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Old 06-15-2004   #1
easycure
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Exclamation Google, Yahoo and others...dead.Akamai DNS problem

Starting at around 8:30 am EDT (12:30 UTC), a number of sources started to report a widespread Akamai DNS issue. Large web sites, which use Akamai for its DNS service, did no longer resolve. Effected sites are Yahoo, Google, Microsoft, Fedex, Xerox, Apple and likely many others.

Some effected domains have removed the Akamai DNS servers and are reachable again using their own DNS servers.

Typically, the domain itself (e.g. 'google.com') still resolves, but popular hostnames, like 'www.google.com' will not resolve. As a result, the web site is no longer reachable.

The effect appears to be world wide. Some of the Akamai servers do respond to pings, but do not respond to DNS queries.
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Old 06-15-2004   #2
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Google in Spain. Other countries?

Google has not been working from Spain for a bit more than 5 minutes, around 14:30 (GMT+1).

Have you noticed something different from other countries?
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Old 06-15-2004   #3
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I noticed that Gmail was down around 9ish (EST) this morning for 5 minutes or so.
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Old 06-15-2004   #4
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hmmm

I noticed a few problems earlier today with GMail as well... it is 2pm (EST) and everytjing seems to have righted itself.
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Old 06-16-2004   #5
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Post Hacker attack...or not?

It was an attack...according to Akamai:

Many Web sites went offline for two hours on Tuesday after an Internet attack

A domain name outage on Tuesday morning that left many popular Web sites, including those of Yahoo, Google, Microsoft and Apple, temporarily inaccessible was the result of an Internet attack, according to Web infrastructure company Akamai.

The attack caused problems for more than two hours-from 5:30 a.m. to 7:45 a.m. (PDT). Many of the world's most popular sites suffered from widespread outages, according to Keynote Systems, which compiles statistics related to Web surfing.

Where the attack struck first has yet to be determined, and the affected companies are pointing to others, not themselves. An attack on Akamai could have rippled out to Google and the other sites, or those sites might have been individually targeted, which in turn could have put pressure on a key Internet service that Akamai runs. An Akamai spokesman said it noticed an attack against four unnamed "customers" that rendered their sites inaccessible. Akamai said the strike against those customers in turn caused a failure of its own domain name server (DNS) system, which translates word-based URLs into numeric Web addresses to link surfers to company sites. "We do know that attack was against four sites that happened to be Akamai customers," company spokesman Jeff Young said. "But I don't know if the intent was to go after Akamai or go after Web properties that happened to be customers of ours."

Other parties may not agree with that assessment. Keynote earlier Tuesday reported the Akamai DNS system outage and speculated that Akamai was the target of a denial-of-service attack, which then caused the Yahoo, Google, Microsoft and Apple sites to fail. Dug Song, security architect for network security company Arbor Networks, said the outage appeared to be an Akamai problem. During the outage, Song noticed that sites such as Google were still functional, but someone typing www.google.com couldn't get to that site, because the address would not translate into its numeric Internet Protocol code. "It was definitely some sort of Akamai issue," Song said in an interview. "Their name service for all these major sites stopped working. You couldn't reach these sites, even though the sites were up. You just couldn't get to them because the name resolution wasn't working." Furthermore, Song noticed that Web-wide traffic during the outage actually declined, making it unlikely that Google and the other sites were the victims of a distributed denial-of-service attack, in which thousands of unknowing PC "slaves" would have flooded their servers with useless data or requests for data.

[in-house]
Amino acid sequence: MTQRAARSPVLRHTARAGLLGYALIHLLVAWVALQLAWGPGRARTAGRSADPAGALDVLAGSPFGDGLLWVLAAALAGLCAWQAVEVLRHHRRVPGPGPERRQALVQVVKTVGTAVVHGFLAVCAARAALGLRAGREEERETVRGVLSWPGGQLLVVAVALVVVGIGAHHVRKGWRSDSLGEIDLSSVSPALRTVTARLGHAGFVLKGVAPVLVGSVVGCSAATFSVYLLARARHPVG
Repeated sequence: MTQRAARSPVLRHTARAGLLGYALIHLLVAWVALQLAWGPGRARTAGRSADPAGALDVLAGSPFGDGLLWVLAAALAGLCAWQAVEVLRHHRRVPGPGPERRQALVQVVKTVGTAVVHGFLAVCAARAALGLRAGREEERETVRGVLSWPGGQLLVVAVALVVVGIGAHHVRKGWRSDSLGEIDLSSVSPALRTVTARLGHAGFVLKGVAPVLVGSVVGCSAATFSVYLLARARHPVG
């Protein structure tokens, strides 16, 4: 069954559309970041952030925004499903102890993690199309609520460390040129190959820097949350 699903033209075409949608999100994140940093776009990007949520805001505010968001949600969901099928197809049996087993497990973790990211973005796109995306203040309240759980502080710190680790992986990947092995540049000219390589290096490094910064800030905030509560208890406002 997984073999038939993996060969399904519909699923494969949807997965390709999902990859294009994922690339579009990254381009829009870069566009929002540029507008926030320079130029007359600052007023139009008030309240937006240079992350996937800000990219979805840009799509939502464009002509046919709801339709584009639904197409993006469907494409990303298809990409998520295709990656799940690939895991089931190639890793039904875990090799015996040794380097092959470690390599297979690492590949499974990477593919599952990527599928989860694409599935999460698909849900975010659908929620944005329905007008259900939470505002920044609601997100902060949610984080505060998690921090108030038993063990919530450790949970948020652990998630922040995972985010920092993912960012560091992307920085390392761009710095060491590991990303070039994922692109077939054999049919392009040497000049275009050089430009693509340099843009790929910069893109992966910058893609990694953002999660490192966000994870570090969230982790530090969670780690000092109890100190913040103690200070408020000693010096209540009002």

On Tuesday, David Krane, a spokesman for Google, confirmed that the search site was "affected for a short period of time earlier today" and that all systems have been restored. Krane said Google was not the target of a denial-of-service attack. Microsoft also confirmed that its sites were affected but added that it was "deferring to Akamai for additional information on the reported outage." With the sites back up, it appears that the DNS issue has been resolved. But Yahoo's new Web-based email service, launched on Tuesday, continues to have problems. Since early Tuesday morning, users have been reporting glitches with Yahoo Mail such as site inaccessibility, slow page loads and inoperable buttons on the site. A Yahoo spokeswoman said the company is "investigating the potential impact of a widespread DNS issue on our services." But launch-related bugs are also a possibility. "As we upgrade tens of millions of Yahoo Mail accounts for consumers worldwide, some users may experience temporary fluctuations in the service, as we update our systems," Yahoo spokeswoman Mary Osako said. "We expect Yahoo Mail accounts to resume to normal after the upgrades are completed."
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